The blue wall, competency, fragmentation, the broken windows approach, and much more must all be addressed to make cultural change.
Our black community hurts, and finally, America is hurting with them. It seems as if everyone demands change. It’s simple to see that George Floyd shouldn’t have died, but reforming law enforcement across 18,000 jurisdictions is not simple and is not easy.
Minneapolis has decided to defund and abolish its police department, looking for a new model. They envision a massive divestment in policing, shifting resources to social services. Whatever replaces the Minneapolis Police Department will face the same dilemmas that face police departments today unless the new organization is carefully crafted.
Culture drives behavior; leadership, environment, and experience drive culture!
Whether reforming or reimagining, change won’t be sustained unless the culture changes too. Legislation alone will not change police culture; it’s a good start, but we run the risk of passing a few laws, congratulating ourselves, and returning to our old ways.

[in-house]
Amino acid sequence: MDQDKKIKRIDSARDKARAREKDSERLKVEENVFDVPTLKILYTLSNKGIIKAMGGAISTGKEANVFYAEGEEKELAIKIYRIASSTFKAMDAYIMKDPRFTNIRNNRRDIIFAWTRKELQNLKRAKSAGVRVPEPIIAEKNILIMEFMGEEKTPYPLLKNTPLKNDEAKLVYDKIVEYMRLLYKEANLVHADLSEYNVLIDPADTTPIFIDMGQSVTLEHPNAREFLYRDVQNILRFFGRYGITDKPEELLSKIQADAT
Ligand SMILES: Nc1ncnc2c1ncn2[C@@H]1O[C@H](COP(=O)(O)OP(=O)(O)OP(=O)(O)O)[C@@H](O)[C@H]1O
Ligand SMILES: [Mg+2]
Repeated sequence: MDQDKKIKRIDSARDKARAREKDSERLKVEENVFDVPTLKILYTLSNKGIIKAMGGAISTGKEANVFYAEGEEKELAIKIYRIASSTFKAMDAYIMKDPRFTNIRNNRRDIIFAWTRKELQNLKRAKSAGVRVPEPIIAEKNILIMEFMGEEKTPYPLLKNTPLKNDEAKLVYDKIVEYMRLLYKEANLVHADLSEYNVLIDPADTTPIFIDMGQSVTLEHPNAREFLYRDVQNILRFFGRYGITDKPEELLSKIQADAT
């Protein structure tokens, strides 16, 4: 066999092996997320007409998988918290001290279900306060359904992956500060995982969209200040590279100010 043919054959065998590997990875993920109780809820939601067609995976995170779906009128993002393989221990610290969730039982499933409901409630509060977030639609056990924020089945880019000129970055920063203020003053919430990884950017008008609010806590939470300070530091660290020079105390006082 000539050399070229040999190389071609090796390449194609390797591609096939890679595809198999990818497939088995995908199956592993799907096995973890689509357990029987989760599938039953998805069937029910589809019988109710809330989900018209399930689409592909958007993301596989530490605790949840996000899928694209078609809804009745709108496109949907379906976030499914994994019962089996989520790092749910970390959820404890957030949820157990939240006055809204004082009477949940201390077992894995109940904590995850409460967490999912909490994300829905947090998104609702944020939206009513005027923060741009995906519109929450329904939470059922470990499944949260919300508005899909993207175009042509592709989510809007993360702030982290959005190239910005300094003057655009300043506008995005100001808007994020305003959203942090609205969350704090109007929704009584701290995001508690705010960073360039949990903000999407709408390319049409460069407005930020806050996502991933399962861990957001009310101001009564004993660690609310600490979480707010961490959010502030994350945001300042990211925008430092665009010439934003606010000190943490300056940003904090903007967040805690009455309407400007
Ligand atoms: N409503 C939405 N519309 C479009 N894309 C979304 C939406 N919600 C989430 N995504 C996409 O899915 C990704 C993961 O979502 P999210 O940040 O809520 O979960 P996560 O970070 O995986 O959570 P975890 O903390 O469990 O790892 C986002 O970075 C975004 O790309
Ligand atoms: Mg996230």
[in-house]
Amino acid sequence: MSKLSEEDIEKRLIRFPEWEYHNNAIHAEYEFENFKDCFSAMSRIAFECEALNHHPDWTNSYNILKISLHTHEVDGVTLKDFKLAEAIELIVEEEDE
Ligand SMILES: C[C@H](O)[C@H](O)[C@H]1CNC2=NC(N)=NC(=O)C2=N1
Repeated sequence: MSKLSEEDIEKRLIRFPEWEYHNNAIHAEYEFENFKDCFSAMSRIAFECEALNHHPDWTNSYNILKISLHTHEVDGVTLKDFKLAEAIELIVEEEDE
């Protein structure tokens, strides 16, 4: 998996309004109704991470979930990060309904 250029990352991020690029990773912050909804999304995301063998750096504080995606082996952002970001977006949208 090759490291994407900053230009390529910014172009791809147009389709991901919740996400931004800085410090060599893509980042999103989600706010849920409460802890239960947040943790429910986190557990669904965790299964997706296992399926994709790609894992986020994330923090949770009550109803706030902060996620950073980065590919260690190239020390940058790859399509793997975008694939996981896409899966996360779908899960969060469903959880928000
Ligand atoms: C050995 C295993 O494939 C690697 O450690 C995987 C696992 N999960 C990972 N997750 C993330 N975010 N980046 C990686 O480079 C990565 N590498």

I have been trained in law enforcement, worked as a cop in the Air Force, associated with dozens of civilian law enforcement officers over the years, studied law enforcement as an academic, and teach graduate classes in Criminal Justice and Ethics. Each issue is related to the others, and all of them have to be recognized and addressed in a synchronized manner.
The blue wall
Cops cover for each other. The ‘blue wall’ is real. It’s nearly unavoidable. Humans are imperfect; they cut corners and make mistakes. Every workplace develops ‘thick relationships’ between co-workers.
We learn from our youngest years not to tattle. Maybe a coworker takes a long lunch one day. Then it happens again. Then everyone starts doing it. In an office, when long lunches get out of hand, the boss yells at everyone and they get back to work. In law enforcement, when the use of force gets out of hand, you stare at the bodies.
Citizen complaints and lawsuits are a fact of life for police officers. But some officers go years at a time between complaints, and some rack them up routinely. From 2013 to 2019, the 800 sworn officers of the Minneapolis police had 3,000 citizen complaints, and Chauvin earned twelve. Chauvin was an outlier with his dozen, plus involvement in several shootings. With this pattern, how many other incidents did his fellow officers witness? How many times was he extra rough on a suspect, and callous to victims? How many other times did he draw his pistol on teenagers with nerf guns?
A few years ago I had the honor to address a class of cops graduating from technical training in the US Air Force. I told them they had the same responsibility as surgeons, to be perfect every time because lives are at stake. Chris Rock put it better in Tamborine: